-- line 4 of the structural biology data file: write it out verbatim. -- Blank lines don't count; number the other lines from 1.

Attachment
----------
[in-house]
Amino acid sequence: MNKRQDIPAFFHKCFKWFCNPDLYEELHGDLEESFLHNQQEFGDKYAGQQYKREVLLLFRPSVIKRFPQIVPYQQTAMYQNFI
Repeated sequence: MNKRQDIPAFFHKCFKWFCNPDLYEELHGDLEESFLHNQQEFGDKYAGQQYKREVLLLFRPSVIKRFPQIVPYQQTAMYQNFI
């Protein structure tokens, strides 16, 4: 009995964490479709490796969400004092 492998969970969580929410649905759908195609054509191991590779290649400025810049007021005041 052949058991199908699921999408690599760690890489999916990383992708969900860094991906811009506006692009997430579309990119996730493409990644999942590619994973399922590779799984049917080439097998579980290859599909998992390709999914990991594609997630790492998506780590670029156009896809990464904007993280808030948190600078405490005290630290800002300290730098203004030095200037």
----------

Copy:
């Protein structure tokens, strides 16, 4: 009995964490479709490796969400004092 492998969970969580929410649905759908195609054509191991590779290649400025810049007021005041 052949058991199908699921999408690599760690890489999916990383992708969900860094991906811009506006692009997430579309990119996730493409990644999942590619994973399922590779799984049917080439097998579980290859599909998992390709999914990991594609997630790492998506780590670029156009896809990464904007993280808030948190600078405490005290630290800002300290730098203004030095200037």